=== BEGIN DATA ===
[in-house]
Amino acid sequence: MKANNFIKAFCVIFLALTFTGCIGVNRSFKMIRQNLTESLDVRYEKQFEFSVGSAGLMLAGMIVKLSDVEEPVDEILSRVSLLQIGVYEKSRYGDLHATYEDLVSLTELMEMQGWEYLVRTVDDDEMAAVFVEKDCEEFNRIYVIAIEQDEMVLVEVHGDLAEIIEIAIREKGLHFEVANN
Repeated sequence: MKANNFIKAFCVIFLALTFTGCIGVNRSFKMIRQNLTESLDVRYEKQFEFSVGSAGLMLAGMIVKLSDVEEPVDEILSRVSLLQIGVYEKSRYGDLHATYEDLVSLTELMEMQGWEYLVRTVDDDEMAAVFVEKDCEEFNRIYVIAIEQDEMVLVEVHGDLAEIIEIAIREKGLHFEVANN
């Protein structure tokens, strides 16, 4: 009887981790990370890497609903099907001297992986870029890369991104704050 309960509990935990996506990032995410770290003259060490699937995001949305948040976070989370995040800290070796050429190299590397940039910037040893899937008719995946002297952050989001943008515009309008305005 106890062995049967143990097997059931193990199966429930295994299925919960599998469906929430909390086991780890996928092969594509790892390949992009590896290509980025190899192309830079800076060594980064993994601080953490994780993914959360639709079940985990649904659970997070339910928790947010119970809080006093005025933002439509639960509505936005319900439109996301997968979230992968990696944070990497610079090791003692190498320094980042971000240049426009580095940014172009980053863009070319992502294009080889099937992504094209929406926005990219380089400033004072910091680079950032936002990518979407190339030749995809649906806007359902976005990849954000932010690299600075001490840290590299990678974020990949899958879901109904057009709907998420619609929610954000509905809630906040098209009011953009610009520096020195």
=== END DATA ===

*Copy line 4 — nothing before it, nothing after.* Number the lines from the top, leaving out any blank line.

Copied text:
């Protein structure tokens, strides 16, 4: 009887981790990370890497609903099907001297992986870029890369991104704050 309960509990935990996506990032995410770290003259060490699937995001949305948040976070989370995040800290070796050429190299590397940039910037040893899937008719995946002297952050989001943008515009309008305005 106890062995049967143990097997059931193990199966429930295994299925919960599998469906929430909390086991780890996928092969594509790892390949992009590896290509980025190899192309830079800076060594980064993994601080953490994780993914959360639709079940985990649904659970997070339910928790947010119970809080006093005025933002439509639960509505936005319900439109996301997968979230992968990696944070990497610079090791003692190498320094980042971000240049426009580095940014172009980053863009070319992502294009080889099937992504094209929406926005990219380089400033004072910091680079950032936002990518979407190339030749995809649906806007359902976005990849954000932010690299600075001490840290590299990678974020990949899958879901109904057009709907998420619609929610954000509905809630906040098209009011953009610009520096020195």